The Environmental Protection Agency, moving quickly to keep its new acting administrator from starting his tenure behind bars, yesterday issued tough new regulations to curb airborne radiation from nuclear weapons facilities, power plants and phosphorus mines.

The agency had scrapped the regulations last October, contending that the health risks from airborne radioactive particles were "relatively trivial" because so few people live around the sites.

That action drew a contempt order Dec. 11 from U.S. District Court Judge William H. Orrick in San Francisco, who four years earlier had ordered the agency to regulate industrial radiation. Yesterday, Supreme Court Justice William H. Rehnquist denied requests from the Reagan administration and a phosphorous mining group to suspend Orrick's ruling.

As a result, the agency was forced to issue the regulations immediately, essentially to prevent acting administrator Lee M. Thomas from going to jail. While former administrator William D. Ruckelshaus had been found in contempt of court, the order automatically transferred to Thomas last week when he became acting head of the agency.

"We're only doing this to purge ourselves of the contempt order," said Joseph A. Cannon, head of the agency's air and radiation division.

The EPA said last year that current emissions of radioactive particles, called radionuclides, carried a one-in-1,000 risk of cancer for persons exposed for a lifetime. The agency said that translated into fewer than one cancer death every 13 years, because most of the sites are in sparsely populated western states.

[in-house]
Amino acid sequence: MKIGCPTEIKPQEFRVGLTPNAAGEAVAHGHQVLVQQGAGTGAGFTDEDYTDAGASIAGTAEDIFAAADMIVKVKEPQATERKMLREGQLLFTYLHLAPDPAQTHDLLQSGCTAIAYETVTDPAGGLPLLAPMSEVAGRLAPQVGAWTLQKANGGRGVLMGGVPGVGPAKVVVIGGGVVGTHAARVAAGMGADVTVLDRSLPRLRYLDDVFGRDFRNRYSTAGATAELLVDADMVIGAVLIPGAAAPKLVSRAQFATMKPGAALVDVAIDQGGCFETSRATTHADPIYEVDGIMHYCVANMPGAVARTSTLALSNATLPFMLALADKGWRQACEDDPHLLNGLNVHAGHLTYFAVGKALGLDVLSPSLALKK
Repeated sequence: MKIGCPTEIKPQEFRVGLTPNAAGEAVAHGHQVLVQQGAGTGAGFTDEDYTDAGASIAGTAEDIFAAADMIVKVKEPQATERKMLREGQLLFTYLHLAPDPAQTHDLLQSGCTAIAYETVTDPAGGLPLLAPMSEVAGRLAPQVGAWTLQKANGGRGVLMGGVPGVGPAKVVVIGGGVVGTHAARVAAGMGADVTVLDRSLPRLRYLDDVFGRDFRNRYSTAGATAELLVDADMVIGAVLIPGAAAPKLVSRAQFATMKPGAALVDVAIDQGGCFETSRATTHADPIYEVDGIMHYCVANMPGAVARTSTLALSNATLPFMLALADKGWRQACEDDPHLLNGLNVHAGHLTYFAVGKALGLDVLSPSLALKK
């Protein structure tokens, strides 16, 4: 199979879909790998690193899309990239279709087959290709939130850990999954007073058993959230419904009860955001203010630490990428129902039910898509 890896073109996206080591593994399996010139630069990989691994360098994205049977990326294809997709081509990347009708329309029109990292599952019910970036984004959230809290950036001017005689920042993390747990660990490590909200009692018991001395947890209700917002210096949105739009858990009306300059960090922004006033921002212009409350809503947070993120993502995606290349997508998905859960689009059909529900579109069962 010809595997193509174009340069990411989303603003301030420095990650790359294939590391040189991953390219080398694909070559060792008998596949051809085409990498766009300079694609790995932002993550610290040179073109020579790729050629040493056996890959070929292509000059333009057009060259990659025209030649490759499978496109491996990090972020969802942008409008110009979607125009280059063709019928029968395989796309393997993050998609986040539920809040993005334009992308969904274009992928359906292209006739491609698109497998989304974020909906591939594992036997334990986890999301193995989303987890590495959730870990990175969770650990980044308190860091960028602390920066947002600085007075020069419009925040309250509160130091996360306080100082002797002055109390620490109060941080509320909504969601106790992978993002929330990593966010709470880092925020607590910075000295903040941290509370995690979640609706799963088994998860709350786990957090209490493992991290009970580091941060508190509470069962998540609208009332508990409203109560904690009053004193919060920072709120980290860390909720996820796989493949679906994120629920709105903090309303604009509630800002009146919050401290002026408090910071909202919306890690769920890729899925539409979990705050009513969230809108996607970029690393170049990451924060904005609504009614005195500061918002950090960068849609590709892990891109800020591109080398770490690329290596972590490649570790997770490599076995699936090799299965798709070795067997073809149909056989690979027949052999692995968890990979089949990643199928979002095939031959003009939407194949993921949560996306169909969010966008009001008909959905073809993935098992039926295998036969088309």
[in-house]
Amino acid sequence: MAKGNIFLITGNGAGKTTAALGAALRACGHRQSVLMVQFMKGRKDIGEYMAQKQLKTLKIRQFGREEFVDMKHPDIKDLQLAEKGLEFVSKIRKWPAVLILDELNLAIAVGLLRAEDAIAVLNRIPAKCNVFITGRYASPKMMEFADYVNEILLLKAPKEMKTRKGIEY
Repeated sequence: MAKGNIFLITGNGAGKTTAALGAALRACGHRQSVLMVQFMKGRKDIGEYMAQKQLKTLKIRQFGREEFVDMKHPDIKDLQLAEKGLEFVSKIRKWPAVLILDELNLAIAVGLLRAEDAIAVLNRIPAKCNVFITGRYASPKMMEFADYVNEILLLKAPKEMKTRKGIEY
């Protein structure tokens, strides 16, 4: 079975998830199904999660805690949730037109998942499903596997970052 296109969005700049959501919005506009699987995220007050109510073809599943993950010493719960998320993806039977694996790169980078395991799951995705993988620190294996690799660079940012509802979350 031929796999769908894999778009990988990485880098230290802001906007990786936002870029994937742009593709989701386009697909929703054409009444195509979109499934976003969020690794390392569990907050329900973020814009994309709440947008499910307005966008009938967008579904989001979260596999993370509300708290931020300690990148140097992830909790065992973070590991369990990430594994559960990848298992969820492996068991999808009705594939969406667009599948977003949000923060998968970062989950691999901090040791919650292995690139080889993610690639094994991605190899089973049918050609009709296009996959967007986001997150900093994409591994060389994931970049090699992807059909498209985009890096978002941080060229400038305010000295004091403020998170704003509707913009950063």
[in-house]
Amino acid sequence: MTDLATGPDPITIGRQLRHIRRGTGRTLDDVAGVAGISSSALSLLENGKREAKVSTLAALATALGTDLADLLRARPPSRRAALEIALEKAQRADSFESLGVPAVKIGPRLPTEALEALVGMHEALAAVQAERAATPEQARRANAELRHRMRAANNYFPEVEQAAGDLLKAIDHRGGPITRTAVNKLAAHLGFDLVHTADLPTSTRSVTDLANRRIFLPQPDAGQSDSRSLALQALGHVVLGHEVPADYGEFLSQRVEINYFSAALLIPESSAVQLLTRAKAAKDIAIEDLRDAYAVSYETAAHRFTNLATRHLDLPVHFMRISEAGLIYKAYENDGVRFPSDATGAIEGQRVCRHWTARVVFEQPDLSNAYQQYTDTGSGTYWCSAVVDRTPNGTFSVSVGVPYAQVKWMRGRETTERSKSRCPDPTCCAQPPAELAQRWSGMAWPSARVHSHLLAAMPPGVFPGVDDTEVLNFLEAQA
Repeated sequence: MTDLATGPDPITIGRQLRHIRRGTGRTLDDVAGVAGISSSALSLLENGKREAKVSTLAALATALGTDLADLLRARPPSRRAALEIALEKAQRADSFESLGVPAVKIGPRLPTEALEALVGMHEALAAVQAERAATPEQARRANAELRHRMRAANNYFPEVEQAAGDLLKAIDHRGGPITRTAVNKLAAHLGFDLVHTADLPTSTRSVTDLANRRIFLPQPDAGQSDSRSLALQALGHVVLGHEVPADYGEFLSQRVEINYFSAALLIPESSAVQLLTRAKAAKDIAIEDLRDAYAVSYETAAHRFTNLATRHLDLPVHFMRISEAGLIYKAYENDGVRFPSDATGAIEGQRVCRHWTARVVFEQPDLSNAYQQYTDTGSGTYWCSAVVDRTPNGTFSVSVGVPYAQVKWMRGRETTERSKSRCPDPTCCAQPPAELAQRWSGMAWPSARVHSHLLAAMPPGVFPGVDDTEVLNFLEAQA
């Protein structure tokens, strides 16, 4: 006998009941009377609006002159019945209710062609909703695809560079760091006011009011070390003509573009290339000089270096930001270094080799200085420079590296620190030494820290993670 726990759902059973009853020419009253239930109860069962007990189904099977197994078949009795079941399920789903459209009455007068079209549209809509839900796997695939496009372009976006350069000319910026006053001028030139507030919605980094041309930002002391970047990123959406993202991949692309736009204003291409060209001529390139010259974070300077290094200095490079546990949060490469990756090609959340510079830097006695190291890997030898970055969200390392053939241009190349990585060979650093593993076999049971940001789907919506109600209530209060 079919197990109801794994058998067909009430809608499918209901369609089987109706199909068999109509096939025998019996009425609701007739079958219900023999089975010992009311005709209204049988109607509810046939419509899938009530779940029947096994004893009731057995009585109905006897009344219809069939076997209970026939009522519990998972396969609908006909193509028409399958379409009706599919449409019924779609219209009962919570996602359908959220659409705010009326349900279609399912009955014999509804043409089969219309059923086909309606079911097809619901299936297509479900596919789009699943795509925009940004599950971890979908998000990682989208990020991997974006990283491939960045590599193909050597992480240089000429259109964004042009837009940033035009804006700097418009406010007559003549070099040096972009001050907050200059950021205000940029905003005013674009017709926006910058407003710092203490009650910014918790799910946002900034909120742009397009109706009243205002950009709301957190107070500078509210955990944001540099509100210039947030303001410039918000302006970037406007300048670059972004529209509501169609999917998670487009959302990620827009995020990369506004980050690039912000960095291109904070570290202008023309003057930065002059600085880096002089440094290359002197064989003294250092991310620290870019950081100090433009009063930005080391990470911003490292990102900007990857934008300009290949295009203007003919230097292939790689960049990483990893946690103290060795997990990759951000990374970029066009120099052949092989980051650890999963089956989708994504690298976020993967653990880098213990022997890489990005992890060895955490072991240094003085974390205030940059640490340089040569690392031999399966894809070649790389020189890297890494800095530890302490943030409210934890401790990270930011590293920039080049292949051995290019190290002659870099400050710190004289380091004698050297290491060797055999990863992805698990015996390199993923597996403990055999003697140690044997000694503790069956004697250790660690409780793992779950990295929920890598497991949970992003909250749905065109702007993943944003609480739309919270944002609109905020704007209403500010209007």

The decision was controversial because it was taken under a section of the Clean Air Act that requires the EPA to regulate hazardous air pollutants stringently enough to protect the public "with an ample margin of safety."

EPA officials have argued that they cannot comply with that provision without setting impossibly stringent rules that could force some industries out of business. Instead, the agency has attempted to set standards according to what it believes is a reasonably low risk.

"We think the thing we did in the first instance was the right thing," Cannon said. "We thought it was correct and protective of public health."